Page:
Can a face mask protect you from the flu?
In Japan, face masks are considered etiquette and, as a result, we frequently see Japanese travellers covering up wherever they go. But do face masks keep the wearer healthier?
The experts say that wearing a face mask is unlikely to stop you getting sick, but if you are sick, it will lessen the likelihood of you spreading the virus or illness.
Professor Stephen Turner, head of Monash University's microbiology department, told The Age: “Many of the surgical masks that people use are not designed properly to filter out very small particles so if the flu virus is floating around, it could potentially get through it.”
But if a person with the flu was sneezing in a public place, a surgical mask could limit the spread of the virus.
America researchers counted the number of virus particles in the air around patients with the flu and found that surgical masks decreased the exhalation of large viral droplets significantly, but were less effective against fine viral droplets that remained suspended in the air longer.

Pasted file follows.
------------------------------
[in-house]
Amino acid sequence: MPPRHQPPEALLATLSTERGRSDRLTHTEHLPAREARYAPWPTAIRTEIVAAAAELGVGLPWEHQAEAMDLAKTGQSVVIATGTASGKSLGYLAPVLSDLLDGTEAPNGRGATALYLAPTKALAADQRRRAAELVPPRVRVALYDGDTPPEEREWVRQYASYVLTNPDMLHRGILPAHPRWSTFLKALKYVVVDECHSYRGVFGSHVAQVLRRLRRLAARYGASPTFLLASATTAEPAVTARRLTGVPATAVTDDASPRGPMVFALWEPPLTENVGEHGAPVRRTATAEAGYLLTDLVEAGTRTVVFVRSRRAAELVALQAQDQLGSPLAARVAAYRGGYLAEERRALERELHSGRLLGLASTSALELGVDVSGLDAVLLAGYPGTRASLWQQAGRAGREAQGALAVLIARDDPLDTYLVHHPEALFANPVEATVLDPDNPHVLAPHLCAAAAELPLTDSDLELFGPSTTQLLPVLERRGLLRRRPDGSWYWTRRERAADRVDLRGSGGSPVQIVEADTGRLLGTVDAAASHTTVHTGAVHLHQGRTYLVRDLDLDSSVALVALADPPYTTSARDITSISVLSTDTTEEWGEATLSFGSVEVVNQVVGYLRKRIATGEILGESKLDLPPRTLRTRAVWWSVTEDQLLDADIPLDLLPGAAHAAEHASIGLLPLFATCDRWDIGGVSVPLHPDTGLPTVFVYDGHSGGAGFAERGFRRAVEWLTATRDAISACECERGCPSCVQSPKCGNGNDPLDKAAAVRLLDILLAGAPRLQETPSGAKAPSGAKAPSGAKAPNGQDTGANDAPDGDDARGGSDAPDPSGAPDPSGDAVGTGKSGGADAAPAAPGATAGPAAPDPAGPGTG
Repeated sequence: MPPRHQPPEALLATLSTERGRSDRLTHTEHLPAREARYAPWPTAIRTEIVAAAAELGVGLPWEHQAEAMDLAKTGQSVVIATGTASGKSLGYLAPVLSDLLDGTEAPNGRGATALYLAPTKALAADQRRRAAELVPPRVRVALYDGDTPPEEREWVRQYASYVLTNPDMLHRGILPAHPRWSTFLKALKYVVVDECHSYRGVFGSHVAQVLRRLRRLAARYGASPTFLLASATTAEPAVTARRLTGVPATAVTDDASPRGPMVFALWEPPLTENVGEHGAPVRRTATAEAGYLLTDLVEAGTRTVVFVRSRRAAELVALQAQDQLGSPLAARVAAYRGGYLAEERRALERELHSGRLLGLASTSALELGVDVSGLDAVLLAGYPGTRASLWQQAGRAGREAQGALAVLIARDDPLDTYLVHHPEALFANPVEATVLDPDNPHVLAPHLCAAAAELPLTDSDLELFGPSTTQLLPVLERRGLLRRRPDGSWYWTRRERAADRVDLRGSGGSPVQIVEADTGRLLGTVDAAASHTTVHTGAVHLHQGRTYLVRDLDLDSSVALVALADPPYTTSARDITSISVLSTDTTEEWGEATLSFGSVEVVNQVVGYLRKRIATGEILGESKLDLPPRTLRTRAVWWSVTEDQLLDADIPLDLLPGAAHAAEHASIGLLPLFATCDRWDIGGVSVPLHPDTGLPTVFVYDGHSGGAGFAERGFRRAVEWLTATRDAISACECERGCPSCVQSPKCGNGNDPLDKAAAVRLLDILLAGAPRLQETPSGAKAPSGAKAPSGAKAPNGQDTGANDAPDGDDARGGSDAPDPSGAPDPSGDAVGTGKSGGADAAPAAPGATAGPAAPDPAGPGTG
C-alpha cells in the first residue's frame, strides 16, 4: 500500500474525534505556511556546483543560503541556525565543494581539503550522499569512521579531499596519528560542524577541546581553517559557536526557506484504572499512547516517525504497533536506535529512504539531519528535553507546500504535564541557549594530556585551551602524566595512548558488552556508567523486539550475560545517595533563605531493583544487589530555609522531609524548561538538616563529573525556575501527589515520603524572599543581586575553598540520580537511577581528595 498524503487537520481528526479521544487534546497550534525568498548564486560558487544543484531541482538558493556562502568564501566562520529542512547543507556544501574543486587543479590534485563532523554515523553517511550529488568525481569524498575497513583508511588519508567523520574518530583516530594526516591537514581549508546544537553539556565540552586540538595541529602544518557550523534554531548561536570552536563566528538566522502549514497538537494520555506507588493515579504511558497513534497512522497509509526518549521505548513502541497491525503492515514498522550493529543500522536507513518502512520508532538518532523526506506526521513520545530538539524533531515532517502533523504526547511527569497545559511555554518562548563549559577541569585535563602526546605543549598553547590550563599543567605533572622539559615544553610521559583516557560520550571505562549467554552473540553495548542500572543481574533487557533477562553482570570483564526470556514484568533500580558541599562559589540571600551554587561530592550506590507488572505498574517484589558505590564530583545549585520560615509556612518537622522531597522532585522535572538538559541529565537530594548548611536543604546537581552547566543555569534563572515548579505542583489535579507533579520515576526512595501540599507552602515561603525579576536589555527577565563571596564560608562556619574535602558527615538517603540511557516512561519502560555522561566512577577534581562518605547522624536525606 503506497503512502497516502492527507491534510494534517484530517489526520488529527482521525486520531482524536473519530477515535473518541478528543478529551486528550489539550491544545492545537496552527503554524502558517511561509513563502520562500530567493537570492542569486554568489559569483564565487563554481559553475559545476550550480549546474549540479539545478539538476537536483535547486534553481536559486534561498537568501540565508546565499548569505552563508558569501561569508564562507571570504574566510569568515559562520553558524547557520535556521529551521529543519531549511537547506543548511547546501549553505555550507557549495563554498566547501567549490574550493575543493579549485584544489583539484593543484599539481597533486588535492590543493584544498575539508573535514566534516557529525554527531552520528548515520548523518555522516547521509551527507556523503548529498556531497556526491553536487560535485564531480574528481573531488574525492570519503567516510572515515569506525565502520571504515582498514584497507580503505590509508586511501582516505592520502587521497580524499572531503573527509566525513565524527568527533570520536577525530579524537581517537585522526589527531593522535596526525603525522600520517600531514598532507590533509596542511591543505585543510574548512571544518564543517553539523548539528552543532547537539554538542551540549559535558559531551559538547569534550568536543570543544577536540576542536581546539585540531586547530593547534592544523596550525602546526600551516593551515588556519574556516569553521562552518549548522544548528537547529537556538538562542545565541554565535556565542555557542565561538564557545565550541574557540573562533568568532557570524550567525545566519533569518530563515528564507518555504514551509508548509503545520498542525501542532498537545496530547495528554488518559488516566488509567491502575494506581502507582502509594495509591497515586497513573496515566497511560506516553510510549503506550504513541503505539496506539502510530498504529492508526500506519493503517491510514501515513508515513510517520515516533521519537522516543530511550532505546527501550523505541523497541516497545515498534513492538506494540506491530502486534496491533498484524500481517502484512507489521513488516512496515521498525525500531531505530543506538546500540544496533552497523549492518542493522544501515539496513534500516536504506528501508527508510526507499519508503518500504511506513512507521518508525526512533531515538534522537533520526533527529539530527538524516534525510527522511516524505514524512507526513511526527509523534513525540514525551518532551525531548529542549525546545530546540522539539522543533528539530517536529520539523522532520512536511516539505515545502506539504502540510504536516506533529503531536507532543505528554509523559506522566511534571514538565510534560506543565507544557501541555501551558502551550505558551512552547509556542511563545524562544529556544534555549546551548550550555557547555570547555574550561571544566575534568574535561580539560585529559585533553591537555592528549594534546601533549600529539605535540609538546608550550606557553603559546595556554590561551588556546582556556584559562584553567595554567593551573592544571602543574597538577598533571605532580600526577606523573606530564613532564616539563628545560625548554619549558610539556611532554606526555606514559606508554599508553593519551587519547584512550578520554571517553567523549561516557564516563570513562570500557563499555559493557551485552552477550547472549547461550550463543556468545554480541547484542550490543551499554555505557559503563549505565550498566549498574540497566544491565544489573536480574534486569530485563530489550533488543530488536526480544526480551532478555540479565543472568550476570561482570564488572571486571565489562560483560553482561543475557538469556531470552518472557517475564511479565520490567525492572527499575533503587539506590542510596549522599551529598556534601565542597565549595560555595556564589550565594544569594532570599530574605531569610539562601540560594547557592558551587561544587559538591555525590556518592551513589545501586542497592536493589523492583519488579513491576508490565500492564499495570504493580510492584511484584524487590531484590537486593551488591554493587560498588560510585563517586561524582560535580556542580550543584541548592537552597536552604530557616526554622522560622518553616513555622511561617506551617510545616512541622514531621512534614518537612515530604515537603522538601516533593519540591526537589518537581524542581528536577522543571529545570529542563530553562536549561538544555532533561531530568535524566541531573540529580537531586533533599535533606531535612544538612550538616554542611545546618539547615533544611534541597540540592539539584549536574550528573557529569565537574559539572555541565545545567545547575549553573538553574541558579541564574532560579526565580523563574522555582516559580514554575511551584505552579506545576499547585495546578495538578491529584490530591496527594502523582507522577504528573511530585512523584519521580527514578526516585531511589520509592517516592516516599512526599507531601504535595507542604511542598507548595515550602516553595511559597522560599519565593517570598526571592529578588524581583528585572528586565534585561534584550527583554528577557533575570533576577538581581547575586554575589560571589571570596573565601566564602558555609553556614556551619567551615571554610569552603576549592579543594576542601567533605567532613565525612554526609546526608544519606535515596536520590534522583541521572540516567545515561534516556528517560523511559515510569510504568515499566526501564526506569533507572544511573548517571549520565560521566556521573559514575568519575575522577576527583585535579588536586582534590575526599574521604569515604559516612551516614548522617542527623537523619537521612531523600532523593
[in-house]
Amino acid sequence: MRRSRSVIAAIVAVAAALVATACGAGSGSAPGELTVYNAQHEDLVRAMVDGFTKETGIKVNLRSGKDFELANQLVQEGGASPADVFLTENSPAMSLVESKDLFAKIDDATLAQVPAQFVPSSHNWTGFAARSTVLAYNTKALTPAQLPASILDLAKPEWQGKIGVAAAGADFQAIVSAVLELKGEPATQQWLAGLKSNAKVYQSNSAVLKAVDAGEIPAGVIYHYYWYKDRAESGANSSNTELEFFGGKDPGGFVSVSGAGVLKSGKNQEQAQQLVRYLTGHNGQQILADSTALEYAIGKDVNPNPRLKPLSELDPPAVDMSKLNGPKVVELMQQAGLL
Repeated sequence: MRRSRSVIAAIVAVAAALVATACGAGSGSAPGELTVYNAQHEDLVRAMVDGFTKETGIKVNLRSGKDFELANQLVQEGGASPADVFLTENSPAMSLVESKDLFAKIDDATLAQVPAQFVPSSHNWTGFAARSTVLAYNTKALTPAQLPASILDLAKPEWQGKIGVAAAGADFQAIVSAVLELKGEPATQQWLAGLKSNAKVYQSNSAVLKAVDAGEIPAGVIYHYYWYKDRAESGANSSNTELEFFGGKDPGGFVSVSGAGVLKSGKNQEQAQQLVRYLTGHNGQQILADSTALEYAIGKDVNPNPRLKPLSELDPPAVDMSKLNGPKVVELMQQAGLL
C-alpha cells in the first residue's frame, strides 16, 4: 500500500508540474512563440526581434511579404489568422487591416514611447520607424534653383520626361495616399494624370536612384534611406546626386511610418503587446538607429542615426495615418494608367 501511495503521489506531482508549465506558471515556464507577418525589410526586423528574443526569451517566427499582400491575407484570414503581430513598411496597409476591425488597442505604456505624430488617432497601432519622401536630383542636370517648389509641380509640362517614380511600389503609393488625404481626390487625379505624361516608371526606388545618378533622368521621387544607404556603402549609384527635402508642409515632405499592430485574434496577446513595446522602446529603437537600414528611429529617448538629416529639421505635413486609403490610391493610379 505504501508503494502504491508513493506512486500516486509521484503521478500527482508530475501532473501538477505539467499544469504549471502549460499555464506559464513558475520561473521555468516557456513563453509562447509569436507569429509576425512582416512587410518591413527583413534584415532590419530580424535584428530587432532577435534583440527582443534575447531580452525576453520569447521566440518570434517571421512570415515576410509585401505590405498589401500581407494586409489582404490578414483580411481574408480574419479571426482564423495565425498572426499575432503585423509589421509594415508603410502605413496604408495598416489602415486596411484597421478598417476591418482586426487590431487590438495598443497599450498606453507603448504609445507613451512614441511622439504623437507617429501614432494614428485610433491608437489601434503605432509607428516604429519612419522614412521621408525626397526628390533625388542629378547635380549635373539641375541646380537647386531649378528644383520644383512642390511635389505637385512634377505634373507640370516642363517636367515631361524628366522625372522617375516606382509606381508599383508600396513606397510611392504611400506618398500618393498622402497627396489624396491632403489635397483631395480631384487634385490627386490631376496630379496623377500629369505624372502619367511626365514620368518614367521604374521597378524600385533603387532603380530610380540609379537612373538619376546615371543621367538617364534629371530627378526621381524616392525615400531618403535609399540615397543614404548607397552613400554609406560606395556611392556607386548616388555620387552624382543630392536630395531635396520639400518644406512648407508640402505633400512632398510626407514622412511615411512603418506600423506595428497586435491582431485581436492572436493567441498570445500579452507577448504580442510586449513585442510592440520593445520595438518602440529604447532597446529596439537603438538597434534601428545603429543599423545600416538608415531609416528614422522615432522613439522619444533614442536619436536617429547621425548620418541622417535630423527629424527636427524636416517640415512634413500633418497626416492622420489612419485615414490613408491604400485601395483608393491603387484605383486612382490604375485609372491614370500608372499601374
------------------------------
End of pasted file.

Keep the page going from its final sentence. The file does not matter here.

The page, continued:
So what does work given the flu is particularly virulent this year?
Head virologist at Melbourne’s Peter Doherty Institute for Infection and Immunity, Associate Professor Aeron Hurt, says: “Trials with things like vitamin C, elderberries, garlic or mother's chicken soup ... haven't been evaluated to the type of level we would expect of medicine ,so it's very hard to know if they work.
“But there's no doubt being fit and healthy, having good hygiene, washing your hands regularly and having a healthy lifestyle which involves eating well does aid immune response.
“Our best measure for preventing infection is to be vaccinated."